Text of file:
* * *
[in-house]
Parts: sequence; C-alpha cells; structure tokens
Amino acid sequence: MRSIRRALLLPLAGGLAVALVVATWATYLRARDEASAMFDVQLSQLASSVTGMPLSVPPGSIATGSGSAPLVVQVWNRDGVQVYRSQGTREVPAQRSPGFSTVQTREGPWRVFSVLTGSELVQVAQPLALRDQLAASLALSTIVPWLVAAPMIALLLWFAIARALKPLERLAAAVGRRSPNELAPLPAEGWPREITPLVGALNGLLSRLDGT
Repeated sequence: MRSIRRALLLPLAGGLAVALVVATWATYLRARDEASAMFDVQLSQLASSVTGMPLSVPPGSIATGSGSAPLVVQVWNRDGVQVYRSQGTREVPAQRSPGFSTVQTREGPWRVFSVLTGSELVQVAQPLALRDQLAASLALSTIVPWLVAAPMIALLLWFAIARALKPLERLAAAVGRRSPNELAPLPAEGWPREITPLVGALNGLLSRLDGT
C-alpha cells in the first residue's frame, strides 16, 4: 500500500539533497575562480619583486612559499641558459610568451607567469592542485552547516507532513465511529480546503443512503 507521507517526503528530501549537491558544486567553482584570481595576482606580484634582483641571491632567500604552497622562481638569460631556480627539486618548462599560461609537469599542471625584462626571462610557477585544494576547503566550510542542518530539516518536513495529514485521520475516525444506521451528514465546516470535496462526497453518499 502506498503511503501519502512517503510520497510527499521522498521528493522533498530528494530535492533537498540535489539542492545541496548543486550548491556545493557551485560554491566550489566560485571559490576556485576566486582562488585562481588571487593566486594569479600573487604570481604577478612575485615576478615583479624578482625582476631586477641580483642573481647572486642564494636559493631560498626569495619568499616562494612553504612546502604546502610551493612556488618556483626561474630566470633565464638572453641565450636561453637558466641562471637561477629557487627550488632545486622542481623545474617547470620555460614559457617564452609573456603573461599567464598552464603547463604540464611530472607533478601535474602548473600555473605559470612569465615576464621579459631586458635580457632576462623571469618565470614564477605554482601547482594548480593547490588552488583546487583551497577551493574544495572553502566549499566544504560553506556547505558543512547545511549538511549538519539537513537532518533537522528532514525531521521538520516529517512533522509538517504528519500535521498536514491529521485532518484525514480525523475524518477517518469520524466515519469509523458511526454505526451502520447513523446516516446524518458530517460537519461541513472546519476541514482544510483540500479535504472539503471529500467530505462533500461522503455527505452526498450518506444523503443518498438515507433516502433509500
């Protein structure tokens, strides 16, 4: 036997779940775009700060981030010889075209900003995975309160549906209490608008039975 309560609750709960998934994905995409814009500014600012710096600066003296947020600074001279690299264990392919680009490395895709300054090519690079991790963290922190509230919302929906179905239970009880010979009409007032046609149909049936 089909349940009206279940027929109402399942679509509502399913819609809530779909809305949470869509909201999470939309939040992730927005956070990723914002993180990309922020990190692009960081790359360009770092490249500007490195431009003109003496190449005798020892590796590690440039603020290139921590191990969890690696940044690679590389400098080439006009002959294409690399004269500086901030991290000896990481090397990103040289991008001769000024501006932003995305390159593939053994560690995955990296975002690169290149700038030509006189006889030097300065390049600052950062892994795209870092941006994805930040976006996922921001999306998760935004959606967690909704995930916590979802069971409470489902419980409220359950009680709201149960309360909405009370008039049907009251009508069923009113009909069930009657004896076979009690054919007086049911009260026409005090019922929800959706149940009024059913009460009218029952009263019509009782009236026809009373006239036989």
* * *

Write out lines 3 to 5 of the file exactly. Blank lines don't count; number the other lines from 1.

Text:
Amino acid sequence: MRSIRRALLLPLAGGLAVALVVATWATYLRARDEASAMFDVQLSQLASSVTGMPLSVPPGSIATGSGSAPLVVQVWNRDGVQVYRSQGTREVPAQRSPGFSTVQTREGPWRVFSVLTGSELVQVAQPLALRDQLAASLALSTIVPWLVAAPMIALLLWFAIARALKPLERLAAAVGRRSPNELAPLPAEGWPREITPLVGALNGLLSRLDGT
Repeated sequence: MRSIRRALLLPLAGGLAVALVVATWATYLRARDEASAMFDVQLSQLASSVTGMPLSVPPGSIATGSGSAPLVVQVWNRDGVQVYRSQGTREVPAQRSPGFSTVQTREGPWRVFSVLTGSELVQVAQPLALRDQLAASLALSTIVPWLVAAPMIALLLWFAIARALKPLERLAAAVGRRSPNELAPLPAEGWPREITPLVGALNGLLSRLDGT
C-alpha cells in the first residue's frame, strides 16, 4: 500500500539533497575562480619583486612559499641558459610568451607567469592542485552547516507532513465511529480546503443512503 507521507517526503528530501549537491558544486567553482584570481595576482606580484634582483641571491632567500604552497622562481638569460631556480627539486618548462599560461609537469599542471625584462626571462610557477585544494576547503566550510542542518530539516518536513495529514485521520475516525444506521451528514465546516470535496462526497453518499 502506498503511503501519502512517503510520497510527499521522498521528493522533498530528494530535492533537498540535489539542492545541496548543486550548491556545493557551485560554491566550489566560485571559490576556485576566486582562488585562481588571487593566486594569479600573487604570481604577478612575485615576478615583479624578482625582476631586477641580483642573481647572486642564494636559493631560498626569495619568499616562494612553504612546502604546502610551493612556488618556483626561474630566470633565464638572453641565450636561453637558466641562471637561477629557487627550488632545486622542481623545474617547470620555460614559457617564452609573456603573461599567464598552464603547463604540464611530472607533478601535474602548473600555473605559470612569465615576464621579459631586458635580457632576462623571469618565470614564477605554482601547482594548480593547490588552488583546487583551497577551493574544495572553502566549499566544504560553506556547505558543512547545511549538511549538519539537513537532518533537522528532514525531521521538520516529517512533522509538517504528519500535521498536514491529521485532518484525514480525523475524518477517518469520524466515519469509523458511526454505526451502520447513523446516516446524518458530517460537519461541513472546519476541514482544510483540500479535504472539503471529500467530505462533500461522503455527505452526498450518506444523503443518498438515507433516502433509500